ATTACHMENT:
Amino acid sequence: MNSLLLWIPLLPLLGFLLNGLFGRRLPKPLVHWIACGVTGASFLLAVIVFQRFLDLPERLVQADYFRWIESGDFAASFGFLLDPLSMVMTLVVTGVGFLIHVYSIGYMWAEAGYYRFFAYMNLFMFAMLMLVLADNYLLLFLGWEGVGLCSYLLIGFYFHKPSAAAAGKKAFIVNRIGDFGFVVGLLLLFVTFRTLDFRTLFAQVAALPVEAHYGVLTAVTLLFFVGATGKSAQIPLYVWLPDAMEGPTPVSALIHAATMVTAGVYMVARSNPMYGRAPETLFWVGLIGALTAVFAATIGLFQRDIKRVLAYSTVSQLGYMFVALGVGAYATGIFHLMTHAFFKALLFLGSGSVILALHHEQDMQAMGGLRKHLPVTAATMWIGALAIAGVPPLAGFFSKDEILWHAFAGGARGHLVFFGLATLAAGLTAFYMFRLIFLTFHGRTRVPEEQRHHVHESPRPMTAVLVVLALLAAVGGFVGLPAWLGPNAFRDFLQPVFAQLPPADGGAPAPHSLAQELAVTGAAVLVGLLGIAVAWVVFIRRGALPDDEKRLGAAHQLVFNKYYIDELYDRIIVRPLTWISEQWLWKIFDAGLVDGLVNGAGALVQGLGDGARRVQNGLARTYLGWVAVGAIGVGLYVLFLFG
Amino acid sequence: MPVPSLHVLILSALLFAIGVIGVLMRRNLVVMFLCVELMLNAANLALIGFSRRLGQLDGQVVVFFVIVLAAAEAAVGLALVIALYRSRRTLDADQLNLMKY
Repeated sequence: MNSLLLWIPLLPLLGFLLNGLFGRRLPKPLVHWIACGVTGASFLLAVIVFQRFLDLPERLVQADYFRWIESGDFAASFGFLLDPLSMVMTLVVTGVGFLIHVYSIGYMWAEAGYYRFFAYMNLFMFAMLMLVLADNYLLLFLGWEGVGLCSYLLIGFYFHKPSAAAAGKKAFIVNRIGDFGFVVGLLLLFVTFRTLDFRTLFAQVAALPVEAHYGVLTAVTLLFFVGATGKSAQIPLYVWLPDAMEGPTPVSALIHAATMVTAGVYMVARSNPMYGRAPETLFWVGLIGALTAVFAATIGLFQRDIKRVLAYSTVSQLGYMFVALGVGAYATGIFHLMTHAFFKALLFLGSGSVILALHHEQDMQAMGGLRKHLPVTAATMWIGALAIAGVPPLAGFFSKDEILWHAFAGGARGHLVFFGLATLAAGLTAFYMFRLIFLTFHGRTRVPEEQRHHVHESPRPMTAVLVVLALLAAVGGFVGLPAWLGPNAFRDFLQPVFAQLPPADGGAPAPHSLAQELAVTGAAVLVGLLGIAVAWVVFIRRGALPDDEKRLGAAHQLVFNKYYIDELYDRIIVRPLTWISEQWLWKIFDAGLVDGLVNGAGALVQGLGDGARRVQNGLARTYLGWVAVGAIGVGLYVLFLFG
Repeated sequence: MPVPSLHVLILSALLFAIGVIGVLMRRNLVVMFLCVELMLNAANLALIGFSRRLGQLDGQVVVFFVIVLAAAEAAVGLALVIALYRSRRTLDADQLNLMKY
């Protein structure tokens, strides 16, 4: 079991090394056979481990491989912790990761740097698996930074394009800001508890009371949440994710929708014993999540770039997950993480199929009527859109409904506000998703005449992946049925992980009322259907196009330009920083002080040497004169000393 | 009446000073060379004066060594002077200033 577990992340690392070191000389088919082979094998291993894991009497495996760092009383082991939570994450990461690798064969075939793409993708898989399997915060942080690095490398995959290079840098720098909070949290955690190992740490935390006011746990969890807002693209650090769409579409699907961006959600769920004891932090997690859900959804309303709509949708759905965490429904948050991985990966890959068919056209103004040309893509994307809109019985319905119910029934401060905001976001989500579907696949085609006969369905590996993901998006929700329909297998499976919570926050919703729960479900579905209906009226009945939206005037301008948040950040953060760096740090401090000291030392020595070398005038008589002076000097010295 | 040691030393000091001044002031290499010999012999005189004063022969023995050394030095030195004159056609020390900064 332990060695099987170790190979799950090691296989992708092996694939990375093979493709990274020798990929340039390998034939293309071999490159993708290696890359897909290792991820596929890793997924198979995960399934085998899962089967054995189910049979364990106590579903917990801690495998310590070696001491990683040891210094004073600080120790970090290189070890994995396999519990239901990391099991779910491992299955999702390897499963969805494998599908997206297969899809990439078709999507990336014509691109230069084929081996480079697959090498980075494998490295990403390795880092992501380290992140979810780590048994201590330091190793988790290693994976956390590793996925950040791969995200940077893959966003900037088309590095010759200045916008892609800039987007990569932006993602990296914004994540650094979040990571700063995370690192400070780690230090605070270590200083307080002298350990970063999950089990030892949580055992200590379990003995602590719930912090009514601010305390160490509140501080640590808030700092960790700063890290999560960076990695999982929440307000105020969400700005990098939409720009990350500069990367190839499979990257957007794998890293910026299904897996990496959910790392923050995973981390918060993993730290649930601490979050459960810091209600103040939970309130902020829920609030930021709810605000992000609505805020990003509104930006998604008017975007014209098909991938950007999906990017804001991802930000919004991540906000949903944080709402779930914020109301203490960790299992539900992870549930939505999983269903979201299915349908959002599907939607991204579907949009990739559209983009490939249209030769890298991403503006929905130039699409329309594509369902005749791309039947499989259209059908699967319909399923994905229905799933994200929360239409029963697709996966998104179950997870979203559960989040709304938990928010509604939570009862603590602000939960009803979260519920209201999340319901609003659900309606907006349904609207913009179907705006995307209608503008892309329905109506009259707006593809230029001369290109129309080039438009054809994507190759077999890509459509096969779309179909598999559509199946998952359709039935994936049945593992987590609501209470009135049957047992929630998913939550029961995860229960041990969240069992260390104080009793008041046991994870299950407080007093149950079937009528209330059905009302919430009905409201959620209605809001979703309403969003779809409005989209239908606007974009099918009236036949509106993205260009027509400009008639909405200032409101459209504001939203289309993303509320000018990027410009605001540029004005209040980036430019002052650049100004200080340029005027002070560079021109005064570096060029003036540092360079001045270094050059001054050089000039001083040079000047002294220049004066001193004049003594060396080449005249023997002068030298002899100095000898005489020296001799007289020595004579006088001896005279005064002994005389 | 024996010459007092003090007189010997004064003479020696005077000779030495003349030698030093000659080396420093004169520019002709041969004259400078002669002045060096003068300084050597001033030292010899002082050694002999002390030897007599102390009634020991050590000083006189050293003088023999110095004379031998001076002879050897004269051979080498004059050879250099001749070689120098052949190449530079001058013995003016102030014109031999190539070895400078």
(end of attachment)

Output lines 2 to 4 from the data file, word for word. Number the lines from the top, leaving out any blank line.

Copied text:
Amino acid sequence: MPVPSLHVLILSALLFAIGVIGVLMRRNLVVMFLCVELMLNAANLALIGFSRRLGQLDGQVVVFFVIVLAAAEAAVGLALVIALYRSRRTLDADQLNLMKY
Repeated sequence: MNSLLLWIPLLPLLGFLLNGLFGRRLPKPLVHWIACGVTGASFLLAVIVFQRFLDLPERLVQADYFRWIESGDFAASFGFLLDPLSMVMTLVVTGVGFLIHVYSIGYMWAEAGYYRFFAYMNLFMFAMLMLVLADNYLLLFLGWEGVGLCSYLLIGFYFHKPSAAAAGKKAFIVNRIGDFGFVVGLLLLFVTFRTLDFRTLFAQVAALPVEAHYGVLTAVTLLFFVGATGKSAQIPLYVWLPDAMEGPTPVSALIHAATMVTAGVYMVARSNPMYGRAPETLFWVGLIGALTAVFAATIGLFQRDIKRVLAYSTVSQLGYMFVALGVGAYATGIFHLMTHAFFKALLFLGSGSVILALHHEQDMQAMGGLRKHLPVTAATMWIGALAIAGVPPLAGFFSKDEILWHAFAGGARGHLVFFGLATLAAGLTAFYMFRLIFLTFHGRTRVPEEQRHHVHESPRPMTAVLVVLALLAAVGGFVGLPAWLGPNAFRDFLQPVFAQLPPADGGAPAPHSLAQELAVTGAAVLVGLLGIAVAWVVFIRRGALPDDEKRLGAAHQLVFNKYYIDELYDRIIVRPLTWISEQWLWKIFDAGLVDGLVNGAGALVQGLGDGARRVQNGLARTYLGWVAVGAIGVGLYVLFLFG
Repeated sequence: MPVPSLHVLILSALLFAIGVIGVLMRRNLVVMFLCVELMLNAANLALIGFSRRLGQLDGQVVVFFVIVLAAAEAAVGLALVIALYRSRRTLDADQLNLMKY